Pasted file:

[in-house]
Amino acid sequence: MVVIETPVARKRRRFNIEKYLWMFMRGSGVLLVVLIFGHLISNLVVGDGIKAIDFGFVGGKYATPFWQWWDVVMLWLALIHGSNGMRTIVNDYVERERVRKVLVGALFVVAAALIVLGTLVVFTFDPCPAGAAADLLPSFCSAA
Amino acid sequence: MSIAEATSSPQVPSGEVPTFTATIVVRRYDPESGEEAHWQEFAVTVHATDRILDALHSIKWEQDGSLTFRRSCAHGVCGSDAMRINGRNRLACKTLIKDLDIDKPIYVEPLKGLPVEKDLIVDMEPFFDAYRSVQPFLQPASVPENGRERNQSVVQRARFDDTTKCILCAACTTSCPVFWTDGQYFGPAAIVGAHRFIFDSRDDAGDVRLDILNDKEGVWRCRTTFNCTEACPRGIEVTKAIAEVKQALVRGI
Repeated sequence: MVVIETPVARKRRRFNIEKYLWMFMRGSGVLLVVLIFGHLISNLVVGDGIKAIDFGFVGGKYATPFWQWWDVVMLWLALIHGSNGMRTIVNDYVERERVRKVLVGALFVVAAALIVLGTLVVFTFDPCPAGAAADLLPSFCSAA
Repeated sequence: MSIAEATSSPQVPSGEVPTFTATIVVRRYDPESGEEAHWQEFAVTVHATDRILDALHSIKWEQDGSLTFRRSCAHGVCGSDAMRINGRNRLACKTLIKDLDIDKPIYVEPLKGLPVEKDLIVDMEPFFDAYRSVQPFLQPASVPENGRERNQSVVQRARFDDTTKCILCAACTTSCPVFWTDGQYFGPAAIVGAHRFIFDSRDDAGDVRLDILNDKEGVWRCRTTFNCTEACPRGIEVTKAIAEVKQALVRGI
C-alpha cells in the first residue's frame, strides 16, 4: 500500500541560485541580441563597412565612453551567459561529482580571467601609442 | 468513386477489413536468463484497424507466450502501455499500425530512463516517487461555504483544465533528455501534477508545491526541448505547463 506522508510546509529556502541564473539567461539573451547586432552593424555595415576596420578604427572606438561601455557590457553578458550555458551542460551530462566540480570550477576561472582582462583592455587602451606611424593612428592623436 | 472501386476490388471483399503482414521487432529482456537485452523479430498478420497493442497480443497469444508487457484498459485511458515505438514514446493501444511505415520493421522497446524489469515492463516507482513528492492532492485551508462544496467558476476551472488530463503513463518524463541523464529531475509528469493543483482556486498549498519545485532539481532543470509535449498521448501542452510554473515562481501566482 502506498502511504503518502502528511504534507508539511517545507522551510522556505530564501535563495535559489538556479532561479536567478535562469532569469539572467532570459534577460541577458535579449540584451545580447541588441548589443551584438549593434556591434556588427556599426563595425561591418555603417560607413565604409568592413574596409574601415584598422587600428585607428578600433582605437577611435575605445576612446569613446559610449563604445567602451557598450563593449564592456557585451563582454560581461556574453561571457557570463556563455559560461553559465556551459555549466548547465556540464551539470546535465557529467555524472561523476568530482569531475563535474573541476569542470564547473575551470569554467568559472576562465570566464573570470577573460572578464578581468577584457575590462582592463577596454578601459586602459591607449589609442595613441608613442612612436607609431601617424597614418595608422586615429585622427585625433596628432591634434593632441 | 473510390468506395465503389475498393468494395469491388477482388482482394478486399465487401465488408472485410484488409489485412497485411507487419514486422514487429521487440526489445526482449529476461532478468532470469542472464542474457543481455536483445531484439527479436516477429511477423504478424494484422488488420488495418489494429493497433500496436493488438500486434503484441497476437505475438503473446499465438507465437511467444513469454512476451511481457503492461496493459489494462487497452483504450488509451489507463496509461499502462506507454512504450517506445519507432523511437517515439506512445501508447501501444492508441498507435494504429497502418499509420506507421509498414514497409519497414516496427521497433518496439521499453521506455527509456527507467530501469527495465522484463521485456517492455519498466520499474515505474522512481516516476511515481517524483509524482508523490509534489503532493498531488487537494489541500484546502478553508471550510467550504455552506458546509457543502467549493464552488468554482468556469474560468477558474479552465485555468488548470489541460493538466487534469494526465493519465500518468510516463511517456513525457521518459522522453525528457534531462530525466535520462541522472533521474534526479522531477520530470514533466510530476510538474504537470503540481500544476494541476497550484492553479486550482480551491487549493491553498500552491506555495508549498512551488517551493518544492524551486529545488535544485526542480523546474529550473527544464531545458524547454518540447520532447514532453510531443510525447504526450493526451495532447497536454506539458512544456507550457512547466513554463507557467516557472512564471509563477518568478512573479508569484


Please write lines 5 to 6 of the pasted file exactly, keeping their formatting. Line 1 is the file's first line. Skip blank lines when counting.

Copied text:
Repeated sequence: MSIAEATSSPQVPSGEVPTFTATIVVRRYDPESGEEAHWQEFAVTVHATDRILDALHSIKWEQDGSLTFRRSCAHGVCGSDAMRINGRNRLACKTLIKDLDIDKPIYVEPLKGLPVEKDLIVDMEPFFDAYRSVQPFLQPASVPENGRERNQSVVQRARFDDTTKCILCAACTTSCPVFWTDGQYFGPAAIVGAHRFIFDSRDDAGDVRLDILNDKEGVWRCRTTFNCTEACPRGIEVTKAIAEVKQALVRGI
C-alpha cells in the first residue's frame, strides 16, 4: 500500500541560485541580441563597412565612453551567459561529482580571467601609442 | 468513386477489413536468463484497424507466450502501455499500425530512463516517487461555504483544465533528455501534477508545491526541448505547463 506522508510546509529556502541564473539567461539573451547586432552593424555595415576596420578604427572606438561601455557590457553578458550555458551542460551530462566540480570550477576561472582582462583592455587602451606611424593612428592623436 | 472501386476490388471483399503482414521487432529482456537485452523479430498478420497493442497480443497469444508487457484498459485511458515505438514514446493501444511505415520493421522497446524489469515492463516507482513528492492532492485551508462544496467558476476551472488530463503513463518524463541523464529531475509528469493543483482556486498549498519545485532539481532543470509535449498521448501542452510554473515562481501566482 502506498502511504503518502502528511504534507508539511517545507522551510522556505530564501535563495535559489538556479532561479536567478535562469532569469539572467532570459534577460541577458535579449540584451545580447541588441548589443551584438549593434556591434556588427556599426563595425561591418555603417560607413565604409568592413574596409574601415584598422587600428585607428578600433582605437577611435575605445576612446569613446559610449563604445567602451557598450563593449564592456557585451563582454560581461556574453561571457557570463556563455559560461553559465556551459555549466548547465556540464551539470546535465557529467555524472561523476568530482569531475563535474573541476569542470564547473575551470569554467568559472576562465570566464573570470577573460572578464578581468577584457575590462582592463577596454578601459586602459591607449589609442595613441608613442612612436607609431601617424597614418595608422586615429585622427585625433596628432591634434593632441 | 473510390468506395465503389475498393468494395469491388477482388482482394478486399465487401465488408472485410484488409489485412497485411507487419514486422514487429521487440526489445526482449529476461532478468532470469542472464542474457543481455536483445531484439527479436516477429511477423504478424494484422488488420488495418489494429493497433500496436493488438500486434503484441497476437505475438503473446499465438507465437511467444513469454512476451511481457503492461496493459489494462487497452483504450488509451489507463496509461499502462506507454512504450517506445519507432523511437517515439506512445501508447501501444492508441498507435494504429497502418499509420506507421509498414514497409519497414516496427521497433518496439521499453521506455527509456527507467530501469527495465522484463521485456517492455519498466520499474515505474522512481516516476511515481517524483509524482508523490509534489503532493498531488487537494489541500484546502478553508471550510467550504455552506458546509457543502467549493464552488468554482468556469474560468477558474479552465485555468488548470489541460493538466487534469494526465493519465500518468510516463511517456513525457521518459522522453525528457534531462530525466535520462541522472533521474534526479522531477520530470514533466510530476510538474504537470503540481500544476494541476497550484492553479486550482480551491487549493491553498500552491506555495508549498512551488517551493518544492524551486529545488535544485526542480523546474529550473527544464531545458524547454518540447520532447514532453510531443510525447504526450493526451495532447497536454506539458512544456507550457512547466513554463507557467516557472512564471509563477518568478512573479508569484